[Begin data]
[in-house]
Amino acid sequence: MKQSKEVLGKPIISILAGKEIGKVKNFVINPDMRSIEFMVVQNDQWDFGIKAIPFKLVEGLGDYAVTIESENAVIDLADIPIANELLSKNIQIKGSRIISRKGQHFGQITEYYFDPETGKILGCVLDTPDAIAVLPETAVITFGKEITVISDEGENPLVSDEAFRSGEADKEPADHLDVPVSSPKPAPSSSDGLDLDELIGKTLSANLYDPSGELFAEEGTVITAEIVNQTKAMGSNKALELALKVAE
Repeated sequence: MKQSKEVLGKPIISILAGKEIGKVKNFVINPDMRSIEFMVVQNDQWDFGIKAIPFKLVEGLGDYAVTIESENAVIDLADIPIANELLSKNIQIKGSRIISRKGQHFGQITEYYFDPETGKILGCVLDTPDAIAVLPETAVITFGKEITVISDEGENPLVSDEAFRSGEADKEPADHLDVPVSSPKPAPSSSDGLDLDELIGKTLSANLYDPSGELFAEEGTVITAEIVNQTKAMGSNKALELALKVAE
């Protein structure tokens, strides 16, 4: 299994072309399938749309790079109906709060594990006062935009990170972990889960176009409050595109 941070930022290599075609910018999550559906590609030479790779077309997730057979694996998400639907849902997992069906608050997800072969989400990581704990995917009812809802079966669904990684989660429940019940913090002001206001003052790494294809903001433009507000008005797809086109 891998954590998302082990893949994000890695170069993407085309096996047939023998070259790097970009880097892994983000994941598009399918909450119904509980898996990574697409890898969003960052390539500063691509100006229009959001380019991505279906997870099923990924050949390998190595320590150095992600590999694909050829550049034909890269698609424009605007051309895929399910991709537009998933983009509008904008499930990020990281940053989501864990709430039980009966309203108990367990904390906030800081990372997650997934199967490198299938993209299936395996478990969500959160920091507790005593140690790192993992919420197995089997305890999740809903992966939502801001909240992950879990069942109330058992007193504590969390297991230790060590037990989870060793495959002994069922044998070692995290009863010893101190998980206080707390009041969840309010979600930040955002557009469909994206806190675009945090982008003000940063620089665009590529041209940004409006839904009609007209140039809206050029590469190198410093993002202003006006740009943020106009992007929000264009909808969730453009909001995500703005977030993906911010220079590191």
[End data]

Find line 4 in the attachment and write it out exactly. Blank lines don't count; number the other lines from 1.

């Protein structure tokens, strides 16, 4: 299994072309399938749309790079109906709060594990006062935009990170972990889960176009409050595109 941070930022290599075609910018999550559906590609030479790779077309997730057979694996998400639907849902997992069906608050997800072969989400990581704990995917009812809802079966669904990684989660429940019940913090002001206001003052790494294809903001433009507000008005797809086109 891998954590998302082990893949994000890695170069993407085309096996047939023998070259790097970009880097892994983000994941598009399918909450119904509980898996990574697409890898969003960052390539500063691509100006229009959001380019991505279906997870099923990924050949390998190595320590150095992600590999694909050829550049034909890269698609424009605007051309895929399910991709537009998933983009509008904008499930990020990281940053989501864990709430039980009966309203108990367990904390906030800081990372997650997934199967490198299938993209299936395996478990969500959160920091507790005593140690790192993992919420197995089997305890999740809903992966939502801001909240992950879990069942109330058992007193504590969390297991230790060590037990989870060793495959002994069922044998070692995290009863010893101190998980206080707390009041969840309010979600930040955002557009469909994206806190675009945090982008003000940063620089665009590529041209940004409006839904009609007209140039809206050029590469190198410093993002202003006006740009943020106009992007929000264009909808969730453009909001995500703005977030993906911010220079590191």